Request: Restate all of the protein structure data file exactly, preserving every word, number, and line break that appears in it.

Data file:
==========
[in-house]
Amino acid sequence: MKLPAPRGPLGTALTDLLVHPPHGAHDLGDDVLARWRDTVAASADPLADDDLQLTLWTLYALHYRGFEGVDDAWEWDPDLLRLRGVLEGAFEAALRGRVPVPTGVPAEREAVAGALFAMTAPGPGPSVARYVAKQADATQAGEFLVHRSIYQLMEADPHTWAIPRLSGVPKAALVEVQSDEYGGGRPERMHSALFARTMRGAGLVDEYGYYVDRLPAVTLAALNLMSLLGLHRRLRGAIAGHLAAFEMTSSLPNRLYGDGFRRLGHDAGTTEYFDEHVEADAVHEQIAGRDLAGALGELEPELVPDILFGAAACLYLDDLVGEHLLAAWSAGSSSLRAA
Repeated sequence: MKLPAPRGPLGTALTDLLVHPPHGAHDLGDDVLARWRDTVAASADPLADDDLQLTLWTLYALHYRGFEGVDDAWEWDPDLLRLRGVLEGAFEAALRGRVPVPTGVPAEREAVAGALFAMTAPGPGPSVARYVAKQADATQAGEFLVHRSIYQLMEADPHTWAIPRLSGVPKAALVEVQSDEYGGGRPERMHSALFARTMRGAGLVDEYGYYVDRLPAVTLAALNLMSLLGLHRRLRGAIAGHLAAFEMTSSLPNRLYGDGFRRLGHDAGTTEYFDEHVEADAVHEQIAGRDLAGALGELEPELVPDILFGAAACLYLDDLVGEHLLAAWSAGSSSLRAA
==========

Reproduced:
[in-house]
Amino acid sequence: MKLPAPRGPLGTALTDLLVHPPHGAHDLGDDVLARWRDTVAASADPLADDDLQLTLWTLYALHYRGFEGVDDAWEWDPDLLRLRGVLEGAFEAALRGRVPVPTGVPAEREAVAGALFAMTAPGPGPSVARYVAKQADATQAGEFLVHRSIYQLMEADPHTWAIPRLSGVPKAALVEVQSDEYGGGRPERMHSALFARTMRGAGLVDEYGYYVDRLPAVTLAALNLMSLLGLHRRLRGAIAGHLAAFEMTSSLPNRLYGDGFRRLGHDAGTTEYFDEHVEADAVHEQIAGRDLAGALGELEPELVPDILFGAAACLYLDDLVGEHLLAAWSAGSSSLRAA
Repeated sequence: MKLPAPRGPLGTALTDLLVHPPHGAHDLGDDVLARWRDTVAASADPLADDDLQLTLWTLYALHYRGFEGVDDAWEWDPDLLRLRGVLEGAFEAALRGRVPVPTGVPAEREAVAGALFAMTAPGPGPSVARYVAKQADATQAGEFLVHRSIYQLMEADPHTWAIPRLSGVPKAALVEVQSDEYGGGRPERMHSALFARTMRGAGLVDEYGYYVDRLPAVTLAALNLMSLLGLHRRLRGAIAGHLAAFEMTSSLPNRLYGDGFRRLGHDAGTTEYFDEHVEADAVHEQIAGRDLAGALGELEPELVPDILFGAAACLYLDDLVGEHLLAAWSAGSSSLRAA